We all have opportunities to help dismantle racism and other prejudices as we evolve toward harmony and wholeness. These opportunities come in small but significant daily interactions, as well as in other ways, such as group activities for change and in the production of works of art that open minds and hearts. The arts are powerful catalysts for change and much, perhaps all, evolutionary change has been launched by the creative works of writers, musicians and artists.
Statements from The Honor Native Land Campaign
Acknowledgement is a simple, powerful way of showing respect and a step toward correcting the stories and practices that erase Indigenous people’s history and culture and toward inviting and honoring the truth. HNL is an assertion that we are all connected to the earth, the water, the air, the cosmos, and each other. Our destinies are intertwined in this moment of change. We join together, as collective liberators, promoting and creating change that honors all living beings. We lead with hearts, minds, and creativity, knowing that policies and governments will follow.
While other countries have addressed, and reconciled the centuries of injustice and violence that colonialism has wrought on their indigenous peoples; the Americas have struggled from the highest positions of power to unite and discuss a true national effort of reparations to a history of erasure. Through introducing this acknowledgement, and asking others to do the same, we begin to normalize a simple yet radical act that can pervade cultural and societal understanding and trigger a dialogue that can eventually pervade the highest powers in the land.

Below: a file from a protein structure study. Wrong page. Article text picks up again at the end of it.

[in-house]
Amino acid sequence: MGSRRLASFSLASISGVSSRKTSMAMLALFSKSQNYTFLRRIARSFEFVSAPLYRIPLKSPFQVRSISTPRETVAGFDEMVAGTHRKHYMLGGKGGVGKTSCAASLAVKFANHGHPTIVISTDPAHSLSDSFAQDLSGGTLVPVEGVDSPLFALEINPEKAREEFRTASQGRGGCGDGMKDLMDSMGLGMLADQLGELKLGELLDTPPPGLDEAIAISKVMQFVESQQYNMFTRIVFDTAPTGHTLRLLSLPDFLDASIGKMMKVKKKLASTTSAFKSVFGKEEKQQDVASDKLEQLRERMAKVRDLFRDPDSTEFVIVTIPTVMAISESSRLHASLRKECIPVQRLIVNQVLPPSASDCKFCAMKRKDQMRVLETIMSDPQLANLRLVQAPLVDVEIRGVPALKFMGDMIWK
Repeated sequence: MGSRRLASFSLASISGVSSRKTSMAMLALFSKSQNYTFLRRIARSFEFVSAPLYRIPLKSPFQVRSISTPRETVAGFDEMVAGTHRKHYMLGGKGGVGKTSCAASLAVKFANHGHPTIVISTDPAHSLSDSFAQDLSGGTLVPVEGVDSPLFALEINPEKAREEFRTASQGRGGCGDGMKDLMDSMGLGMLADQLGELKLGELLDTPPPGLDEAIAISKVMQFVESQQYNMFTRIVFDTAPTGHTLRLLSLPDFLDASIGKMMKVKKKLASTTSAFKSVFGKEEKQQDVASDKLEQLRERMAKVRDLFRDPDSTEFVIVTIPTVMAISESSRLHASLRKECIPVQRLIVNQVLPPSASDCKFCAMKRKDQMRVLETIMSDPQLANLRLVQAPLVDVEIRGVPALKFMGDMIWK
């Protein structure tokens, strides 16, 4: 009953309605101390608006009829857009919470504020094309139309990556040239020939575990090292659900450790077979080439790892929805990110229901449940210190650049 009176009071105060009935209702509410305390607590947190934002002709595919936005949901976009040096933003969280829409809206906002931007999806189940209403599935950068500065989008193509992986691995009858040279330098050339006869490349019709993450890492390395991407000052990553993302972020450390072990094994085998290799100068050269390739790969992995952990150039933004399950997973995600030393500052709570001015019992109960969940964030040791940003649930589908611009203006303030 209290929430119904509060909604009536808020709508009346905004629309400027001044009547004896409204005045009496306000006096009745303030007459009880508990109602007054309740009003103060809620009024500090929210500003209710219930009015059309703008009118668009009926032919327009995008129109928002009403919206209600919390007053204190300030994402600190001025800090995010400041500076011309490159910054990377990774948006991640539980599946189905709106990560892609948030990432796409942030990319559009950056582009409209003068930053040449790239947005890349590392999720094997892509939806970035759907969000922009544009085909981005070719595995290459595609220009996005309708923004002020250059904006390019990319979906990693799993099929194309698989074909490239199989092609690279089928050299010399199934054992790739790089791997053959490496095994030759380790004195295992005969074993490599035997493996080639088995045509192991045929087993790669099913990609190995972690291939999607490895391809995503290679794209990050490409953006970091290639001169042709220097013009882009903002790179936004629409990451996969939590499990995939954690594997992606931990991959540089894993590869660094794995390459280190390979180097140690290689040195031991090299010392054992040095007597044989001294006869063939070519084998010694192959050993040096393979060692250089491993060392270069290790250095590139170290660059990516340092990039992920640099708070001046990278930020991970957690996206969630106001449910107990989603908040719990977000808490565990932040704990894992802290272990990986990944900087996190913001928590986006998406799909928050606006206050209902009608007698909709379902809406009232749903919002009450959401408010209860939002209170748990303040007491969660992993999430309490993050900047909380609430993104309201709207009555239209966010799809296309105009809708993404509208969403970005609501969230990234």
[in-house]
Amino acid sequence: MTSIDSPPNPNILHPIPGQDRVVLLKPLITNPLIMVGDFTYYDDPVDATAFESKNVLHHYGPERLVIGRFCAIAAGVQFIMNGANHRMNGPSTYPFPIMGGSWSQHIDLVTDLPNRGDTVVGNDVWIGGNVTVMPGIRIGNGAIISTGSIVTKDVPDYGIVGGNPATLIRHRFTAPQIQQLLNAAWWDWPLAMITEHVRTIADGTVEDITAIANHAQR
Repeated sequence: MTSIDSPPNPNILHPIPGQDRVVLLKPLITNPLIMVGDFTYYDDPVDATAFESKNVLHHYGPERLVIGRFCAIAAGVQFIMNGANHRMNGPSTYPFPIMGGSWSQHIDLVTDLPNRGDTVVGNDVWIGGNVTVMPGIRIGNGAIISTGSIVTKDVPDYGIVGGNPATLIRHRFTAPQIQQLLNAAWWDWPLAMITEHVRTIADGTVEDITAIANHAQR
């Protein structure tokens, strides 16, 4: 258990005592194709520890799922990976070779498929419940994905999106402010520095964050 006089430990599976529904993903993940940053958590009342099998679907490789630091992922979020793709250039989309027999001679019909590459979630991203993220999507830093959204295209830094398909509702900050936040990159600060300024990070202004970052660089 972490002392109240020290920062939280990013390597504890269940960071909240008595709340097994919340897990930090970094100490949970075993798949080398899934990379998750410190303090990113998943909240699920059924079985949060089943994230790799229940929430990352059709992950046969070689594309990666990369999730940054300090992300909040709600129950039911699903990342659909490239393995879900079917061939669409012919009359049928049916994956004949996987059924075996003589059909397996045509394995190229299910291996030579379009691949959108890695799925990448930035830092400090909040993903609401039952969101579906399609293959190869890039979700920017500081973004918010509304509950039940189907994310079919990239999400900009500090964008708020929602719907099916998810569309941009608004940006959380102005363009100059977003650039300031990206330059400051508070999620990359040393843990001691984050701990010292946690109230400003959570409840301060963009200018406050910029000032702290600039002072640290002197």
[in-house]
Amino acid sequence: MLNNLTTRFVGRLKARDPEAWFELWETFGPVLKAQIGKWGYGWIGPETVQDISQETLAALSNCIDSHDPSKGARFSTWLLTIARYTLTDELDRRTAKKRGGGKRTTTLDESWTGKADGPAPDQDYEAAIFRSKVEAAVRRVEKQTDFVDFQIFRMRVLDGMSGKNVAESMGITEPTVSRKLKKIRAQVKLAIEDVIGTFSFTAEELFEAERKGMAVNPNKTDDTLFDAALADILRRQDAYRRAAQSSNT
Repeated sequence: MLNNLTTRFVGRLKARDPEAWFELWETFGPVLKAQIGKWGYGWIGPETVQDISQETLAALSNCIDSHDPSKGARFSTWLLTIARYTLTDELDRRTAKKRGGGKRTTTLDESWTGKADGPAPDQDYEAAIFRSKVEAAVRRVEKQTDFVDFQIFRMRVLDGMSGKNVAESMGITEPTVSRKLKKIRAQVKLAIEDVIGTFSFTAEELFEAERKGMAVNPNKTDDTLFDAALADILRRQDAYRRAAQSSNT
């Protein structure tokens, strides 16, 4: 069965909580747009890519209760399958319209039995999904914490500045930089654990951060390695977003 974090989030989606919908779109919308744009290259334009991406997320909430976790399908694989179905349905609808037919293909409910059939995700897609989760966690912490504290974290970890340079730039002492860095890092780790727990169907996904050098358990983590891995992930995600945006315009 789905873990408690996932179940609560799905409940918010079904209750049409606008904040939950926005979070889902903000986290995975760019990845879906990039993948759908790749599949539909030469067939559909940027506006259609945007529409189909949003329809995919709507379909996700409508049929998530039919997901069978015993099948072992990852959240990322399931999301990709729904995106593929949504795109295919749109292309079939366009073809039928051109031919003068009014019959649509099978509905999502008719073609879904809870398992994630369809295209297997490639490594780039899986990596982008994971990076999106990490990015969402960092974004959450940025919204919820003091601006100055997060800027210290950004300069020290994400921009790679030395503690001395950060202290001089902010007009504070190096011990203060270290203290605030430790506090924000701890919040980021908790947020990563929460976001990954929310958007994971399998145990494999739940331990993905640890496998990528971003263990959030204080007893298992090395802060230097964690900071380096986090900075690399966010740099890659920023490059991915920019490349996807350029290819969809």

Acknowledgment by itself is a small gesture, it becomes meaningful when coupled with authentic relationship and informed action. This beginning can be an opening to greater public consciousness of Native sovereignty and cultural rights, a step toward equitable relationship and reconciliation.
Interview with Diana Cournoyer
Diana Cournoyer, executive director at the National Indian Education Association and a member of the Oglala Sioux Tribe, says that while conversations about Indigenous history can be uncomfortable, at the same time, they should include Indigenous joy.